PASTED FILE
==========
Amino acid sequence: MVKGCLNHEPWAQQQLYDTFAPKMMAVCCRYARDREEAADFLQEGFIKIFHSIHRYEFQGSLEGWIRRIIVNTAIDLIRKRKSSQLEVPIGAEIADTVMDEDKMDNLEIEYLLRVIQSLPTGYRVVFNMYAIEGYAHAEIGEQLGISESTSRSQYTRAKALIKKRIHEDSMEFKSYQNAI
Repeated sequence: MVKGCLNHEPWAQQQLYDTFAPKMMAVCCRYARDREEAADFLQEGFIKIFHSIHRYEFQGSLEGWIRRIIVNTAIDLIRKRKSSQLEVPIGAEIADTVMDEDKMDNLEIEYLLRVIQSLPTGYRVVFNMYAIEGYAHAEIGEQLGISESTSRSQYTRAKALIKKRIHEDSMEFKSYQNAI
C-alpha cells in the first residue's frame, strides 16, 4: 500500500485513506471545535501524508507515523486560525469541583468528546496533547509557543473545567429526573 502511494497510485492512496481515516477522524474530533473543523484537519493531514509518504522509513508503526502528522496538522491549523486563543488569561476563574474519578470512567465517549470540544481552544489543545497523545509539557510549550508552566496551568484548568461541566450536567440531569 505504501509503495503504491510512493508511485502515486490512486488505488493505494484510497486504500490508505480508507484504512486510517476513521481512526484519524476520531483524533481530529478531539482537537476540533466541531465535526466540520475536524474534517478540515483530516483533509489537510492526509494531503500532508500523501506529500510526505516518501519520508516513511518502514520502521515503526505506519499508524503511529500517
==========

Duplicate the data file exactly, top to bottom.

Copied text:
Amino acid sequence: MVKGCLNHEPWAQQQLYDTFAPKMMAVCCRYARDREEAADFLQEGFIKIFHSIHRYEFQGSLEGWIRRIIVNTAIDLIRKRKSSQLEVPIGAEIADTVMDEDKMDNLEIEYLLRVIQSLPTGYRVVFNMYAIEGYAHAEIGEQLGISESTSRSQYTRAKALIKKRIHEDSMEFKSYQNAI
Repeated sequence: MVKGCLNHEPWAQQQLYDTFAPKMMAVCCRYARDREEAADFLQEGFIKIFHSIHRYEFQGSLEGWIRRIIVNTAIDLIRKRKSSQLEVPIGAEIADTVMDEDKMDNLEIEYLLRVIQSLPTGYRVVFNMYAIEGYAHAEIGEQLGISESTSRSQYTRAKALIKKRIHEDSMEFKSYQNAI
C-alpha cells in the first residue's frame, strides 16, 4: 500500500485513506471545535501524508507515523486560525469541583468528546496533547509557543473545567429526573 502511494497510485492512496481515516477522524474530533473543523484537519493531514509518504522509513508503526502528522496538522491549523486563543488569561476563574474519578470512567465517549470540544481552544489543545497523545509539557510549550508552566496551568484548568461541566450536567440531569 505504501509503495503504491510512493508511485502515486490512486488505488493505494484510497486504500490508505480508507484504512486510517476513521481512526484519524476520531483524533481530529478531539482537537476540533466541531465535526466540520475536524474534517478540515483530516483533509489537510492526509494531503500532508500523501506529500510526505516518501519520508516513511518502514520502521515503526505506519499508524503511529500517